A dictionary of old English plays, existing either in print or in manuscript, from the earliest times to the close of the seventeenth century: including also notices of Latin plays written by English authors during the same period (Google eBook)

Front Cover
J.R. Smith, 1860 - English drama - 296 pages
0 Reviews
  

What people are saying - Write a review

We haven't found any reviews in the usual places.

Selected pages

Common terms and phrases

Popular passages

Page 270 - The Whole Contention betweene the two Famous Houses, Lancaster and Yorke. With the Tragicall ends of the good Duke Humfrey, Richard Duke of Yorke, and King Henrie the sixt. Diuided into two Parts : And newly corrected and enlarged. Written by William Shakespeare, Gent. Printed at London, for TP" A small quarto, containing 64 leaves, A to Q in fours.
Page 142 - His True Chronicle History of the Life and death of King Lear, and his three Daughters. With the vnfortunate life of Edgar, sonne and heire to the Earle of Glocester, and his sullen and assumed humour of Tom of Bedlam.
Page 59 - The First part of the Contention betwixt the two famous Houses of Yorke and Lancaster, with the death of the good Duke Humphrey : And the banishment and death of the Duke of Suffolke, and the Tragicall end of the proud Cardinall of Winchester, with the notable Rebellion of lacke Cade: And the Duke of Yorkes first claime vnto the Crowne.
Page 11 - This was the fatal period of that virtuous fabric, wherein yet nothing did perish but wood and straw, and a few forsaken cloaks ; only one man had his breeches set on fire, that would perhaps have broiled him, if he had not by the benefit of a provident wit put it out with bottle ale.
Page 223 - If this First Part, Gentles, do like you well, The Second Part shall greater murthers tell.
Page 11 - King Henry, making a masque at the Cardinal Wolsey's house, and certain cannons being shot off at his entry, some of the paper or other stuff wherewith one of them was stopped, did light on the thatch...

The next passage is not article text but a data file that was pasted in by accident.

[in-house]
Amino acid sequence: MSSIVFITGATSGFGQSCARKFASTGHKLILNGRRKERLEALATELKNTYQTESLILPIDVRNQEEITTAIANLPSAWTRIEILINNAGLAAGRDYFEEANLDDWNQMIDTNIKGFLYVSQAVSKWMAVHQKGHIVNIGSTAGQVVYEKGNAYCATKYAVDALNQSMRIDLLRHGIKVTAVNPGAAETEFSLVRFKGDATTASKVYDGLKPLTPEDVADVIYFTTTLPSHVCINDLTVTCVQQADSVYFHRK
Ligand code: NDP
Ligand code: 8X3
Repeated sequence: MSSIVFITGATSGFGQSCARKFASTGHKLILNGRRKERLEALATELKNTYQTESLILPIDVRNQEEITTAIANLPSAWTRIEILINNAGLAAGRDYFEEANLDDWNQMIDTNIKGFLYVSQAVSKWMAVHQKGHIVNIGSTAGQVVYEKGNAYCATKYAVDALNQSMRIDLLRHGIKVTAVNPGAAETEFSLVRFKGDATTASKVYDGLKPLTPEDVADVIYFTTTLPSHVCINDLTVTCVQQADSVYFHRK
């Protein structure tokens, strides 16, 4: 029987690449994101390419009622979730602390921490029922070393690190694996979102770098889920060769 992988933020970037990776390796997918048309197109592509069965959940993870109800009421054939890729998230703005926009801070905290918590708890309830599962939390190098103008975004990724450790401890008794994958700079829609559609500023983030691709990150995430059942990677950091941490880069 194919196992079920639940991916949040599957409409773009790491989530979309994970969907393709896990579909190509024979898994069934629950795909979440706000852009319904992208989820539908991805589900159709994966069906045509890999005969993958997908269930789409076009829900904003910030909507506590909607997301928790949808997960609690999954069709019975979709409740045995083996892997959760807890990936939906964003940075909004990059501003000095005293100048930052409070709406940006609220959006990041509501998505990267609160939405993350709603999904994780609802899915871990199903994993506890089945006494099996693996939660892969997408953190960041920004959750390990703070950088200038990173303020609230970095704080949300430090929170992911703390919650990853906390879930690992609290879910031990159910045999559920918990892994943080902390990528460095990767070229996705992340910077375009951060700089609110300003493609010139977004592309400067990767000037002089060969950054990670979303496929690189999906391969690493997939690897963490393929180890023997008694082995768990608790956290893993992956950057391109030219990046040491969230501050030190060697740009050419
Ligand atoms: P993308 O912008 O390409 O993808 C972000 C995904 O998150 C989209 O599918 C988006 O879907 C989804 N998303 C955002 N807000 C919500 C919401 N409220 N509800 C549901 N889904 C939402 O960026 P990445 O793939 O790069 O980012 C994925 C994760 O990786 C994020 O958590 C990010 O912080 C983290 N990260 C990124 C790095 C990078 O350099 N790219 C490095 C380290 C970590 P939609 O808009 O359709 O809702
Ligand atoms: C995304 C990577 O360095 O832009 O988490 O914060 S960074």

Page 179 - The New Inn : or the Light Heart, a Comedy. As it was never acted, but most negligently played by some, the King's servants ; and more squeamishly beheld and censured by others, the King's subjects.
Page 74 - Eneas' narration of the destruction of Troie) was livelie described in a marchpaine patterne ; there was also a goodlie sight of hunters with full crie of a kennel of hounds, Mercurie and Iris descending and ascending from and to an high place, the tempest wherein it hailed small confects, rained rose-water, and snew an artificial kind of snow, all strange, marvellous, and abundant.
Page 79 - to claim the promise just upon the finishing of a poem, when I would have been glad of a little respite. Two- thirds of it belonged to him; and to me only the first scene of the play, the whole fourth act, and the first half, or somewhat more, of the fifth.
Page 63 - In the city of Gloucester the manner is (as I think it is in other like corporations) that, when players of enterludes come to...

Bibliographic information